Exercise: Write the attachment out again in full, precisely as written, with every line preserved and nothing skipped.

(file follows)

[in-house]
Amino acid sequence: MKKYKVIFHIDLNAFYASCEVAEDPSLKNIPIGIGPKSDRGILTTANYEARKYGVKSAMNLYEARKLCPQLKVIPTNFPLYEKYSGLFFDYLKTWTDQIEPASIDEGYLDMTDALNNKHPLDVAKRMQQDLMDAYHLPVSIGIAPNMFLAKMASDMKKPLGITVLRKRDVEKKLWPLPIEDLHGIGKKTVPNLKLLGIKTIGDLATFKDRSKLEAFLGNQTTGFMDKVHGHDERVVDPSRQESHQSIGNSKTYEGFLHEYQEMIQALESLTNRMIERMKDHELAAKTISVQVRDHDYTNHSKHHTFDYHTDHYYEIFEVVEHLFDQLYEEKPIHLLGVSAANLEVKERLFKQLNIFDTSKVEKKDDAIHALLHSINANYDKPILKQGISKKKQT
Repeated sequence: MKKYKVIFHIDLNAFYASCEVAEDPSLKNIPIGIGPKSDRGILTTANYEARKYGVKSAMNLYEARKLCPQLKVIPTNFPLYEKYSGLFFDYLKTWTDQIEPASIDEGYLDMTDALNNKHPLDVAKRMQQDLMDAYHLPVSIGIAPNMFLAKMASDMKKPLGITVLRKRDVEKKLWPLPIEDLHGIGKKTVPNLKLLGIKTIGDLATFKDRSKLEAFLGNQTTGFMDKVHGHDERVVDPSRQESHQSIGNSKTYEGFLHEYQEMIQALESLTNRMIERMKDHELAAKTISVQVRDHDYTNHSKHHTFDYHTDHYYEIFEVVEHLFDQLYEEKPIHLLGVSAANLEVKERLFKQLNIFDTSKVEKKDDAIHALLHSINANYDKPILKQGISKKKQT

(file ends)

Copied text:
[in-house]
Amino acid sequence: MKKYKVIFHIDLNAFYASCEVAEDPSLKNIPIGIGPKSDRGILTTANYEARKYGVKSAMNLYEARKLCPQLKVIPTNFPLYEKYSGLFFDYLKTWTDQIEPASIDEGYLDMTDALNNKHPLDVAKRMQQDLMDAYHLPVSIGIAPNMFLAKMASDMKKPLGITVLRKRDVEKKLWPLPIEDLHGIGKKTVPNLKLLGIKTIGDLATFKDRSKLEAFLGNQTTGFMDKVHGHDERVVDPSRQESHQSIGNSKTYEGFLHEYQEMIQALESLTNRMIERMKDHELAAKTISVQVRDHDYTNHSKHHTFDYHTDHYYEIFEVVEHLFDQLYEEKPIHLLGVSAANLEVKERLFKQLNIFDTSKVEKKDDAIHALLHSINANYDKPILKQGISKKKQT
Repeated sequence: MKKYKVIFHIDLNAFYASCEVAEDPSLKNIPIGIGPKSDRGILTTANYEARKYGVKSAMNLYEARKLCPQLKVIPTNFPLYEKYSGLFFDYLKTWTDQIEPASIDEGYLDMTDALNNKHPLDVAKRMQQDLMDAYHLPVSIGIAPNMFLAKMASDMKKPLGITVLRKRDVEKKLWPLPIEDLHGIGKKTVPNLKLLGIKTIGDLATFKDRSKLEAFLGNQTTGFMDKVHGHDERVVDPSRQESHQSIGNSKTYEGFLHEYQEMIQALESLTNRMIERMKDHELAAKTISVQVRDHDYTNHSKHHTFDYHTDHYYEIFEVVEHLFDQLYEEKPIHLLGVSAANLEVKERLFKQLNIFDTSKVEKKDDAIHALLHSINANYDKPILKQGISKKKQT